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Botulinum Toxin Urethral Sphincter Injection for Dysfunctional Voiding

This study has been completed.
Sponsor:
ClinicalTrials.gov Identifier:
NCT01733290
First Posted: November 27, 2012
Last Update Posted: March 8, 2017
The safety and scientific validity of this study is the responsibility of the study sponsor and investigators. Listing a study does not mean it has been evaluated by the U.S. Federal Government. Read our disclaimer for details.
Information provided by (Responsible Party):
Hann-Chorng Kuo, Buddhist Tzu Chi General Hospital
November 8, 2012
November 27, 2012
March 8, 2017
October 2012
February 2017   (Final data collection date for primary outcome measure)
Net change of Patient Perception of Bladder Condition (PPBC) [ Time Frame: Baseline and 4 weeks ]

Efficacy:

Efficacy measured the net change of Patient Perception of Bladder Condition (PPBC) at baseline and 4 weeks after the initial injection. If patients have a PPBC improved by two scales, they are considered as successfully treated, otherwise failed treatment.

Safety:

Systemic adverse events

Same as current
Complete list of historical versions of study NCT01733290 on ClinicalTrials.gov Archive Site
  • Net change of the quality of life score [ Time Frame: Baseline and 4 weeks ]

    Efficacy:

    Efficacy measured the net change of the quality of life score at baseline and 4 weeks after BoNT-A injection within and between the treatment group and control groups. Quality of life score which are adopted from the International Prostate Symptom Score (IPSS) system.

    Safety:

    Systemic adverse events

  • Net change of the maximal urethral closure pressure (MUCP) [ Time Frame: Baseline and 4 weeks ]

    Efficacy:

    Efficacy measured the net change of the maximal urethral closure pressure (MUCP) at baseline and 4 weeks after BoNT-A injection within and between the treatment group and control groups.

    Safety:

    Systemic adverse events

  • Net change of the functional profile length (FPL) [ Time Frame: Baseline and 4 weeks ]

    Efficacy:

    Efficacy measured the net change of the functional profile length (FPL) at baseline and 4 weeks after BoNT-A injection within and between the treatment group and control groups.

    Safety:

    Systemic adverse events

  • Net change of the cystometric bladder capacity (CBC) [ Time Frame: Baseline and 4 weeks ]

    Efficacy:

    Efficacy measured the net change of cystometric bladder capacity (CBC) at baseline and 4 weeks after BoNT-A injection within and between the treatment group and control groups.

    Safety:

    Systemic adverse events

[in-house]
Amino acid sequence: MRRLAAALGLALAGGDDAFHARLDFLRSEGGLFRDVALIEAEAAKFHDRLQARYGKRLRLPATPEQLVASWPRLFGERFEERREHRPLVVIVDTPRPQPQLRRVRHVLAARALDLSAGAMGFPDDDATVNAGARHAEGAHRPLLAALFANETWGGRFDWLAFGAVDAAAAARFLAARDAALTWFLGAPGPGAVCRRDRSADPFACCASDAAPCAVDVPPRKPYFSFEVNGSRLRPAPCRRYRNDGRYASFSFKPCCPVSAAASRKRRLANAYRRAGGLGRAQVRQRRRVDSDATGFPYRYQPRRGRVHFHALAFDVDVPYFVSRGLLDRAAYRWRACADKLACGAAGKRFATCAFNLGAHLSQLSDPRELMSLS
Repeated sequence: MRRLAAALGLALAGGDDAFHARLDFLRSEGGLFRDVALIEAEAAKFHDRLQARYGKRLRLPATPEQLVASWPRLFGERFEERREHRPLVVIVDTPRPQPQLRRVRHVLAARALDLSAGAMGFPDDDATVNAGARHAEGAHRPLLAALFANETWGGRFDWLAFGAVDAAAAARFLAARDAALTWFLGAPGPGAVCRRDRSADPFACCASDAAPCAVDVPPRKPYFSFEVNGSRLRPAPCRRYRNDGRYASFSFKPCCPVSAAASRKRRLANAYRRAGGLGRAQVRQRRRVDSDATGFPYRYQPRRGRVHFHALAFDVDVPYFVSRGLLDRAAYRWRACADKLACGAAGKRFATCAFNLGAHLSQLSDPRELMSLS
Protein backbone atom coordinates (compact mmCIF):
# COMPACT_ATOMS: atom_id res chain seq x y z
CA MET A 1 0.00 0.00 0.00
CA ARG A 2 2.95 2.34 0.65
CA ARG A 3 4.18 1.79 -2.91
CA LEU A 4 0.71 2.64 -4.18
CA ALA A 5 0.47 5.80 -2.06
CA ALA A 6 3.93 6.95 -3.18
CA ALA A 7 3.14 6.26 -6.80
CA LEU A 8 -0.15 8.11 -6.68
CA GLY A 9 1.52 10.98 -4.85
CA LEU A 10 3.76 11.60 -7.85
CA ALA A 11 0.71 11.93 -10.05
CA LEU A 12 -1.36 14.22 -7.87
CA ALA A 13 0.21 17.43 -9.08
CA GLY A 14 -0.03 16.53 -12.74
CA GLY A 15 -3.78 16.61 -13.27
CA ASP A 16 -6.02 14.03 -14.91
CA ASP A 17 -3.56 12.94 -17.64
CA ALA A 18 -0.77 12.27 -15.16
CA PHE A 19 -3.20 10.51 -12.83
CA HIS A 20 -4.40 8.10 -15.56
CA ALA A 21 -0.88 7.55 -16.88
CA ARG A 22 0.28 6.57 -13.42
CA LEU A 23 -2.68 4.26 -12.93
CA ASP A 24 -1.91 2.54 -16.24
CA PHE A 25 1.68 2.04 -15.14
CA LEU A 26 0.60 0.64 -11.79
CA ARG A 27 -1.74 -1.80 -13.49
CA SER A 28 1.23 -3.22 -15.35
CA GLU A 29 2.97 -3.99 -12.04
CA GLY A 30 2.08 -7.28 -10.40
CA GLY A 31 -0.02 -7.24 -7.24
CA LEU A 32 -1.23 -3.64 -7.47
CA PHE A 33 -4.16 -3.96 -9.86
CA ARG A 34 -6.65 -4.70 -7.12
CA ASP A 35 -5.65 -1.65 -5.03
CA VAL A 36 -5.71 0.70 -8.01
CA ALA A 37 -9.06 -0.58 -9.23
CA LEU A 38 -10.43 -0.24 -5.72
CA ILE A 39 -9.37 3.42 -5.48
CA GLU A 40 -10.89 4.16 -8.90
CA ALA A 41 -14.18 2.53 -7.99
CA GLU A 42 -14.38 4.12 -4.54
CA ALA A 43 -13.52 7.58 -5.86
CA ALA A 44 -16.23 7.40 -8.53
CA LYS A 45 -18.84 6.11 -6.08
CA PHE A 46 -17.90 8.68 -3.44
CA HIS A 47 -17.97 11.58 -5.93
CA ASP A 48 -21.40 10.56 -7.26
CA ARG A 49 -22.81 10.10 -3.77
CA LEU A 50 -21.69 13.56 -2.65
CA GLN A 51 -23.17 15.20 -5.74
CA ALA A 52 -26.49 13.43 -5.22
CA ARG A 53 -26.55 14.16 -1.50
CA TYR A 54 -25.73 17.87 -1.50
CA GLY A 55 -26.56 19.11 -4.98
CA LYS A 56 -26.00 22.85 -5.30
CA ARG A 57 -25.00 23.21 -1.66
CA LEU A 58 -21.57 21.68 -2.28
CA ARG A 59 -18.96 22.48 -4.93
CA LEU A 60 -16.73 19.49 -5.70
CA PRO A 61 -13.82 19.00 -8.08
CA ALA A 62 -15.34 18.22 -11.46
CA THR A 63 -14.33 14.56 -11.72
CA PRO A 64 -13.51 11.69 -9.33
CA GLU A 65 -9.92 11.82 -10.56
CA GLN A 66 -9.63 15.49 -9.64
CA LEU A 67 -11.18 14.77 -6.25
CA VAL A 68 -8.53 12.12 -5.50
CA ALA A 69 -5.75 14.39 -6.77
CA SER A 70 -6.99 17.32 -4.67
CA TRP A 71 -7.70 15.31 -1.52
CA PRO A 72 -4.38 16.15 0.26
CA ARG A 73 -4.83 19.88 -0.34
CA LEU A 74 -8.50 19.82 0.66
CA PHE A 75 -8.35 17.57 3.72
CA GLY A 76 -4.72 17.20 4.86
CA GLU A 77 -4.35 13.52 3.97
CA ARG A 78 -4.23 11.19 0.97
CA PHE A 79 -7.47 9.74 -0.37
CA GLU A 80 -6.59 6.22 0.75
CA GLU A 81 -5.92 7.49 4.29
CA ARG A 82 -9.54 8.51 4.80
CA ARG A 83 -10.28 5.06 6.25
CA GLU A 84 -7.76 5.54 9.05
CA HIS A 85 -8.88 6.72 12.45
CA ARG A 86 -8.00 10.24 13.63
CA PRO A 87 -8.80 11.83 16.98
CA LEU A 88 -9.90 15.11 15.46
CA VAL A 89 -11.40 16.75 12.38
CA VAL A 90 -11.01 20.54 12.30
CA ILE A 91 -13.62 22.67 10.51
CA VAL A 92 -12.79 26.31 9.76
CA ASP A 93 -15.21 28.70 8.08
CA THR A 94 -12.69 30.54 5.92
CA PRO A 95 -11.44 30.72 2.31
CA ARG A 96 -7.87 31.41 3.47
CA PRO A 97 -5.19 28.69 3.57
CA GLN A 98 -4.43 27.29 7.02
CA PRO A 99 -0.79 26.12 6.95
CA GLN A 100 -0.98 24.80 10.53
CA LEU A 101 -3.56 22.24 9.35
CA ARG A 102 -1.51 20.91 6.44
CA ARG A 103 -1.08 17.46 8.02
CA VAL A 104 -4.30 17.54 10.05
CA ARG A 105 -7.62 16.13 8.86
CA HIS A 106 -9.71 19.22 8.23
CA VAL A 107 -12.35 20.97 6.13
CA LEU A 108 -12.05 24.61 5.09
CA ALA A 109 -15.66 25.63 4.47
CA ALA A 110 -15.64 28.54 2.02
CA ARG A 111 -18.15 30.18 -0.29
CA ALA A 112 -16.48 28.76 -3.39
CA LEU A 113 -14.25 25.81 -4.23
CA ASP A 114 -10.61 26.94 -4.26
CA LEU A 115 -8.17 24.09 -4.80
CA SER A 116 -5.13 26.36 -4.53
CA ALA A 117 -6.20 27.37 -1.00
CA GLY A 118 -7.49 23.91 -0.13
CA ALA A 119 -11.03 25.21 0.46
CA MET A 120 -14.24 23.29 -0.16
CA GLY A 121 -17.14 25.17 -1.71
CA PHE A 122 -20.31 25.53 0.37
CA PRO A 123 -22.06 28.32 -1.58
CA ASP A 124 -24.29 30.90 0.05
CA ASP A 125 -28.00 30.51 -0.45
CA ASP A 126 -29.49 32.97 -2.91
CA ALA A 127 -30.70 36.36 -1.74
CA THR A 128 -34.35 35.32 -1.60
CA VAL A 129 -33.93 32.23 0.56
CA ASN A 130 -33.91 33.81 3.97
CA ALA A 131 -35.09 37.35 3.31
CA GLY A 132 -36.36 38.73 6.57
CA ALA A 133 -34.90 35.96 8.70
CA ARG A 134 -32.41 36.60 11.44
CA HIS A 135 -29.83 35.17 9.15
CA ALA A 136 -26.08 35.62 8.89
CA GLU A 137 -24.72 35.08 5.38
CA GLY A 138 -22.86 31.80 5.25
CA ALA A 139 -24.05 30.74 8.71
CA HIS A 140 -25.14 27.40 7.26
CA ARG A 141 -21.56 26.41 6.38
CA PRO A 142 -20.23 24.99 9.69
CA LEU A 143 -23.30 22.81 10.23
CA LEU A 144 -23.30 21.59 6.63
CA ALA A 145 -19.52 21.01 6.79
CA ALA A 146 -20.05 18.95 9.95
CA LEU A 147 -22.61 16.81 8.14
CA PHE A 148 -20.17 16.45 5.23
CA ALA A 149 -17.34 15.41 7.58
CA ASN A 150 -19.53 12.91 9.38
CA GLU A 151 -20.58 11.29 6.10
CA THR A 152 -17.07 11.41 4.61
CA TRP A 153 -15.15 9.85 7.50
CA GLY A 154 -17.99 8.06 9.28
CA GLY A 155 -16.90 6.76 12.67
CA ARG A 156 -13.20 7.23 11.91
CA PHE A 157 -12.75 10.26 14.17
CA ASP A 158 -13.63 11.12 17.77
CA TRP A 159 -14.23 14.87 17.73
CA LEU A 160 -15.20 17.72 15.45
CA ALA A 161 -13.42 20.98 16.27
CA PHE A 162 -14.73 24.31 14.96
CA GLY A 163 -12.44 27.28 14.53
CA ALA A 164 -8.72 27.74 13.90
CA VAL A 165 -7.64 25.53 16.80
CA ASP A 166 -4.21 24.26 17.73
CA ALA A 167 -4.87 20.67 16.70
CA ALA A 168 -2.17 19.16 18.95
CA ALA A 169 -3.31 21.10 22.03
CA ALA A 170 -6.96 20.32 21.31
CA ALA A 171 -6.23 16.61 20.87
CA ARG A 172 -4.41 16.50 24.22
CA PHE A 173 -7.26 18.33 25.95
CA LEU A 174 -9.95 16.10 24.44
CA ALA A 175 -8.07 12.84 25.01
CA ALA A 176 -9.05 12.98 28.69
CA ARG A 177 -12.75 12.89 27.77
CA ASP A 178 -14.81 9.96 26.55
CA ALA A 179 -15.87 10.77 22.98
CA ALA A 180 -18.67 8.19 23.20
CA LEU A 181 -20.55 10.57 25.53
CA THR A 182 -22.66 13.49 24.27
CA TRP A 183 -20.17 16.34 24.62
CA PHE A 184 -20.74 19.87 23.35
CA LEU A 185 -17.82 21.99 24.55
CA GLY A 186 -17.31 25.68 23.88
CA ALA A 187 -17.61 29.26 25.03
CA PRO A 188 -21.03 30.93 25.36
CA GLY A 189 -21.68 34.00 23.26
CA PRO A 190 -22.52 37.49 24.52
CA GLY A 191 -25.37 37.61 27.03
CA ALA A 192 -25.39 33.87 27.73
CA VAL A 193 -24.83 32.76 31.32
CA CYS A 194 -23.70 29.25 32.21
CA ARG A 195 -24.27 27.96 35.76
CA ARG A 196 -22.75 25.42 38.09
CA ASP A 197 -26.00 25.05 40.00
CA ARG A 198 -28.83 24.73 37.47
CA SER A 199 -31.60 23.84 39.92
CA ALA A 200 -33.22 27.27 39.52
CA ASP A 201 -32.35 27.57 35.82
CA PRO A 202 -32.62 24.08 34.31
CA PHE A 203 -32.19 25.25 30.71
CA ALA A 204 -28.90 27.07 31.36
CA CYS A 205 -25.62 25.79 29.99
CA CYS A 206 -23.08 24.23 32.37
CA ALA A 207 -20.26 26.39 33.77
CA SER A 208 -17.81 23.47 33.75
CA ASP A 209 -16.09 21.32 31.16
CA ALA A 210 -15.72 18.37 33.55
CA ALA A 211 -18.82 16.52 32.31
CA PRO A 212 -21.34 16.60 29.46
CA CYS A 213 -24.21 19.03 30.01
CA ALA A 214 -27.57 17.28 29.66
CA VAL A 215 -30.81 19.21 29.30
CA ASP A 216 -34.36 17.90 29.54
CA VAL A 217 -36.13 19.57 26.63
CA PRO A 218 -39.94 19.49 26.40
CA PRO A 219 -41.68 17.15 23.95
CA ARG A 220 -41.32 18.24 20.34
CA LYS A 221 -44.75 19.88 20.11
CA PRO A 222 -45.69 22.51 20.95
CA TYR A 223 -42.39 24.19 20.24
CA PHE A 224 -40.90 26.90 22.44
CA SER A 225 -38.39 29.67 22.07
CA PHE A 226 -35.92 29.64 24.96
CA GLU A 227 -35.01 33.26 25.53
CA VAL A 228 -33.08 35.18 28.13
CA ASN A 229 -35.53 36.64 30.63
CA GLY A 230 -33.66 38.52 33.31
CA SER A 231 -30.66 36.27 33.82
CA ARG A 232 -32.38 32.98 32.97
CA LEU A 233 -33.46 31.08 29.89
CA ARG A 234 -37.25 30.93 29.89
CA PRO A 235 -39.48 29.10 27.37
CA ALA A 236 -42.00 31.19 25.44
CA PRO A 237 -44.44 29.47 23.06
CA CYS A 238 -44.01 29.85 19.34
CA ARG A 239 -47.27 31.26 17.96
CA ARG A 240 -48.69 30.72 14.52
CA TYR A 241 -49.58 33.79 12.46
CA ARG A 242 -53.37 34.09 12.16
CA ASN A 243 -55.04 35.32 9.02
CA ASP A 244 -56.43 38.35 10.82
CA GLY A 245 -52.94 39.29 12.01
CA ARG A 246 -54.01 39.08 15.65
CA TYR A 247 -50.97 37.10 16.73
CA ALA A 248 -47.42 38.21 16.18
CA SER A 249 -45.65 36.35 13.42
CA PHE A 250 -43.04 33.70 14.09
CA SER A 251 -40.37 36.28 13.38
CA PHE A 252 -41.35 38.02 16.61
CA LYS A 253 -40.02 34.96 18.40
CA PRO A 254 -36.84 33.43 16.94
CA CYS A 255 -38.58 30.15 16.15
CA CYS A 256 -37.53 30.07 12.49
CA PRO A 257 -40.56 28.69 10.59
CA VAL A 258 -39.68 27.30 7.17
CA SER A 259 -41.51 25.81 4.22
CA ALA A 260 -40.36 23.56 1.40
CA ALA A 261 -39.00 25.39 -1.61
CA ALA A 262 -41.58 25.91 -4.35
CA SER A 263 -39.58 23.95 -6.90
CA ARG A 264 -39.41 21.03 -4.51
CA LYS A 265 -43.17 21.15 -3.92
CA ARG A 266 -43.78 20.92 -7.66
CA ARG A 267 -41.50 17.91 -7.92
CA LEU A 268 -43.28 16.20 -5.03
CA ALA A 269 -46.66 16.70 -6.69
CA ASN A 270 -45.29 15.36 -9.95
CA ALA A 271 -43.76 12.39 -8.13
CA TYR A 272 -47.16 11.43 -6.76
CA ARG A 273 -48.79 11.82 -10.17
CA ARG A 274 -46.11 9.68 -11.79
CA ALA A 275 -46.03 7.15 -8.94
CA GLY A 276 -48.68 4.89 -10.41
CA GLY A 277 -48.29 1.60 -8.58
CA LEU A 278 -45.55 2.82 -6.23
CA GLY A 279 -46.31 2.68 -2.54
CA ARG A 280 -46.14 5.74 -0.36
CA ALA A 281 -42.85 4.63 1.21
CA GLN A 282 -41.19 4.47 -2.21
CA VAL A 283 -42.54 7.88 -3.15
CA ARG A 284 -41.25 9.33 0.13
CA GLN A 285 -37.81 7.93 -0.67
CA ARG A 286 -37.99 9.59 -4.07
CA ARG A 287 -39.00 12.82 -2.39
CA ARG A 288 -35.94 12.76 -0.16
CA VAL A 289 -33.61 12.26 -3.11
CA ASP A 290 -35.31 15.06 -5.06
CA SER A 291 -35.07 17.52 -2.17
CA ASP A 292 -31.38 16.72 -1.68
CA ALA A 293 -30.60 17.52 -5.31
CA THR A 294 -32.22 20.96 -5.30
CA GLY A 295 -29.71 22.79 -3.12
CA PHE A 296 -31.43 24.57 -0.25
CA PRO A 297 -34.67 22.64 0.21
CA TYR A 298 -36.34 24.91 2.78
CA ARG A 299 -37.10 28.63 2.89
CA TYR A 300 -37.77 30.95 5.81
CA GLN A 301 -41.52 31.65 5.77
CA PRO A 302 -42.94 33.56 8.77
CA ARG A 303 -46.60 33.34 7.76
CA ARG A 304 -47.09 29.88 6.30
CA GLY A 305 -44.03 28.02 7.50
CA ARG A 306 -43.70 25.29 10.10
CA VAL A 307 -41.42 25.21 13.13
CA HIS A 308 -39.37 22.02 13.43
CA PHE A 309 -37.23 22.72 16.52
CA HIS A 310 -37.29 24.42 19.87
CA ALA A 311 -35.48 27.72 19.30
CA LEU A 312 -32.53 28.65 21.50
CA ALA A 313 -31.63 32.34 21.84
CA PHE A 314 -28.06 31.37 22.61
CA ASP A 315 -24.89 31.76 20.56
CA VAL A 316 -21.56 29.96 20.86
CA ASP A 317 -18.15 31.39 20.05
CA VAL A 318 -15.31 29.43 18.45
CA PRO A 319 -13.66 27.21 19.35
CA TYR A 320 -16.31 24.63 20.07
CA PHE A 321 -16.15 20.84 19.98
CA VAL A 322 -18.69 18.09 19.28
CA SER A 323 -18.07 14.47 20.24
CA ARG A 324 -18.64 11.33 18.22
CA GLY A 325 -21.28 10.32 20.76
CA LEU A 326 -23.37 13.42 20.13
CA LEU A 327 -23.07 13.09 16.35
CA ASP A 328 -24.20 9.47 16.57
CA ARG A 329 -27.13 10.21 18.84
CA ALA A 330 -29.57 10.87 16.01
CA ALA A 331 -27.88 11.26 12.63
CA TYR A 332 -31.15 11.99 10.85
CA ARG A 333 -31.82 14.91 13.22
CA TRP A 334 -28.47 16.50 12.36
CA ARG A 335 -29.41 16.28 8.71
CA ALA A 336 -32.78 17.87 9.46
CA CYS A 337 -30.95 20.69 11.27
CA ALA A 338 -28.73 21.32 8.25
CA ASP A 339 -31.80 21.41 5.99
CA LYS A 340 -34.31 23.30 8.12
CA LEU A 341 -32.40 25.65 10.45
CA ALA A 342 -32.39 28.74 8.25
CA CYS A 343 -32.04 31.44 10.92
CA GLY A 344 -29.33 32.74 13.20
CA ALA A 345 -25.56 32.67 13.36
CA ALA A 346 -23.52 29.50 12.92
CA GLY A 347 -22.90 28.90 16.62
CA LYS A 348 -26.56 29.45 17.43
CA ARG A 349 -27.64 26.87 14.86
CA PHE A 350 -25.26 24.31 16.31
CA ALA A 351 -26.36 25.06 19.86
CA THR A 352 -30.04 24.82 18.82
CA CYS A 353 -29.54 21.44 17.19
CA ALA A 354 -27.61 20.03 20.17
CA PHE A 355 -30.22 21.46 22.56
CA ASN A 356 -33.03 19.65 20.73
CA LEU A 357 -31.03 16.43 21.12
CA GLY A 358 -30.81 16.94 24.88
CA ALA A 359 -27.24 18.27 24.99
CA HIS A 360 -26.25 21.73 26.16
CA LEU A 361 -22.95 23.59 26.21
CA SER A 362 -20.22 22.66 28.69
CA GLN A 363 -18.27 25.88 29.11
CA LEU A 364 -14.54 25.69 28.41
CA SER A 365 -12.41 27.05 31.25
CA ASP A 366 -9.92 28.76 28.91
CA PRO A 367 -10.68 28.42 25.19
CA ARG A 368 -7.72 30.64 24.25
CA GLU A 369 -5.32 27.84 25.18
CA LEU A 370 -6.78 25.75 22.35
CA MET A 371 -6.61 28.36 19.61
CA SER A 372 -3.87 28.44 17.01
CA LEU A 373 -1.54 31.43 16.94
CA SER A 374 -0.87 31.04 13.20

• Net change of the bladder compliance [ Time Frame: Baseline and 4 weeks ]

    Efficacy:

    Efficacy measured the net change of the bladder compliance at baseline and 4 weeks after BoNT-A injection within and between the treatment group and control groups.

    Safety:

    Systemic adverse events

  • Net change of the voiding detrusor pressure (Pdet) [ Time Frame: Baseline and 4 weeks ]

    Efficacy:

    Efficacy measured the net change of the voiding detrusor pressure (Pdet) at baseline and 4 weeks after BoNT-A injection within and between the treatment group and control groups.

    Safety:

    Systemic adverse events

  • Net change of the maximal flow rate (Qmax) [ Time Frame: Baseline and 4 weeks ]

    Efficacy:

    Efficacy measured the net change of the maximal flow rate (Qmax) at baseline and 4 weeks after BoNT-A injection within and between the treatment group and control groups.

    Safety:

    Systemic adverse events

  • Net change of the voided volume [ Time Frame: Baseline and 4 weeks ]

    Efficacy:

    Efficacy measured the net change of the voided volume at baseline and 4 weeks after BoNT-A injection within and between the treatment group and control groups.

    Safety:

    Systemic adverse events

  • Net change of the postvoid residual urine volume (PVR) [ Time Frame: Baseline and 4 weeks ]

    Efficacy:

    Efficacy measured the net change of the residual urine volume (PVR) at baseline and 4 weeks after BoNT-A injection within and between the treatment group and control groups.

    Safety:

    Systemic adverse events

Same as current
Not Provided
Not Provided
 
Botulinum Toxin Urethral Sphincter Injection for Dysfunctional Voiding
Botulinum Toxin Urethral Sphincter Injection for Dysfunctional Voiding - A Multicenter Study, Randomized, Double-Blind, Placebo Control
This study is designed and aimed at determine the clinical efficacy of BoNT-A on patients with dysfunctional voiding. The results of this study can provide further information for patient selection and therapeutic duration.